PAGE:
The Federal Reserve can continue to support the economy through bond purchases without risking higher inflation, the head of the Federal Reserve Bank of Minneapolis said Tuesday.
Since the start of the recession, a key inflation marker -- the personal consumption expenditure price index -- has averaged just 1.5 percent. The index offers a broad measure of the prices of goods and services in the economy.
"As long as we continue to see inflation this low or even much higher than this, even getting up to 2 percent or a little bit above, we should stick to this higher level of accommodation," Narayana Kocherlakota, president of the of Minneapolis Fed, told a gathering of the St. Paul Area Chamber of Commerce.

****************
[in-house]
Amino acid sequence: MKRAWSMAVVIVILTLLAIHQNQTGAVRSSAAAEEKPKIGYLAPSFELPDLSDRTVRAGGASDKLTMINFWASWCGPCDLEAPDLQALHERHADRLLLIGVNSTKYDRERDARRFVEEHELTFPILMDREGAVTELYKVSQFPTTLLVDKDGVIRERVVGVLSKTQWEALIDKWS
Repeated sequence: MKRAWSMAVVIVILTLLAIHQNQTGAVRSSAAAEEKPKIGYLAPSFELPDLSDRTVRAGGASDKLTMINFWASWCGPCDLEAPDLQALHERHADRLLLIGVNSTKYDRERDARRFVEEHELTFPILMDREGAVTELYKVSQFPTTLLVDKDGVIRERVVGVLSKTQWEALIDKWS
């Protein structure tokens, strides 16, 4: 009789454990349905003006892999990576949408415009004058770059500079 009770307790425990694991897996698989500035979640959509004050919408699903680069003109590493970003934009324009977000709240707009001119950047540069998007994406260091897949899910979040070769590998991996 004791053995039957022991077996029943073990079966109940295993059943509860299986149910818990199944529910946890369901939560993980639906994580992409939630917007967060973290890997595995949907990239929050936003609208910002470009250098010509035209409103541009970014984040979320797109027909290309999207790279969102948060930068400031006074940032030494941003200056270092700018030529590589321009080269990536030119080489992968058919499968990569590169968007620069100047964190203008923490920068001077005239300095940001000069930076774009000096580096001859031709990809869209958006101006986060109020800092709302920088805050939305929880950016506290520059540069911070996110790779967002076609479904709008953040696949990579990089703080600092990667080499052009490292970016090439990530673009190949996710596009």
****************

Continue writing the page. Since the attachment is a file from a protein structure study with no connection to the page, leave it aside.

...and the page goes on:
The Federal Reserve sets the nation's monetary policy and tries to keep enough credit in the economy to maximize employment while keeping inflation low.
The labor market is still very weak and the Fed needs to maintain its policies of buying $85 billion of long-term assets per month to boost employment, Kocherlakota said.
Interest rates shot up earlier this year when Fed Chairman Ben Bernanke said the job market looked strong enough for the Fed to start unwinding its stimulus program. But the Fed maintained the stimulus plan as the economy continued to limp along.
Kocherlakota also said the Fed should lower the interest rate it pays to banks on emergency funds in excess of regulatory requirements. Paying banks to keep their money on the sidelines is a disincentive to lending, he added.